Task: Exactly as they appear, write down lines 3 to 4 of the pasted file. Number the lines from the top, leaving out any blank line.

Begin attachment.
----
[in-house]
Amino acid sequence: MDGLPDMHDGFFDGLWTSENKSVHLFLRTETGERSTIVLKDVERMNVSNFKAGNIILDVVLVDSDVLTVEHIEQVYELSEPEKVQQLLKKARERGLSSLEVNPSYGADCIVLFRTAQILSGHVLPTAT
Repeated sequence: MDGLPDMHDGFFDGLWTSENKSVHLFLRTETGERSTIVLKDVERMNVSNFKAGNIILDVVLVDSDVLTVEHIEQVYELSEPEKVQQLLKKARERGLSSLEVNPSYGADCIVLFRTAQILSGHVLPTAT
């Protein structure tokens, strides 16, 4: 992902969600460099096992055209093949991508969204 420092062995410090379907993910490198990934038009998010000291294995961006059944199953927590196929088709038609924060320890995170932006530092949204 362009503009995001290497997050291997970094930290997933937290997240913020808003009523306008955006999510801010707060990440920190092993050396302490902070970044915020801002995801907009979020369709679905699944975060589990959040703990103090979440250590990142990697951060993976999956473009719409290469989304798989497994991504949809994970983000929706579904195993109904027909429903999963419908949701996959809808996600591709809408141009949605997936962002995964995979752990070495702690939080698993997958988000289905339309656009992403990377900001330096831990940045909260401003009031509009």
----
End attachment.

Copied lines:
Repeated sequence: MDGLPDMHDGFFDGLWTSENKSVHLFLRTETGERSTIVLKDVERMNVSNFKAGNIILDVVLVDSDVLTVEHIEQVYELSEPEKVQQLLKKARERGLSSLEVNPSYGADCIVLFRTAQILSGHVLPTAT
């Protein structure tokens, strides 16, 4: 992902969600460099096992055209093949991508969204 420092062995410090379907993910490198990934038009998010000291294995961006059944199953927590196929088709038609924060320890995170932006530092949204 362009503009995001290497997050291997970094930290997933937290997240913020808003009523306008955006999510801010707060990440920190092993050396302490902070970044915020801002995801907009979020369709679905699944975060589990959040703990103090979440250590990142990697951060993976999956473009719409290469989304798989497994991504949809994970983000929706579904195993109904027909429903999963419908949701996959809808996600591709809408141009949605997936962002995964995979752990070495702690939080698993997958988000289905339309656009992403990377900001330096831990940045909260401003009031509009």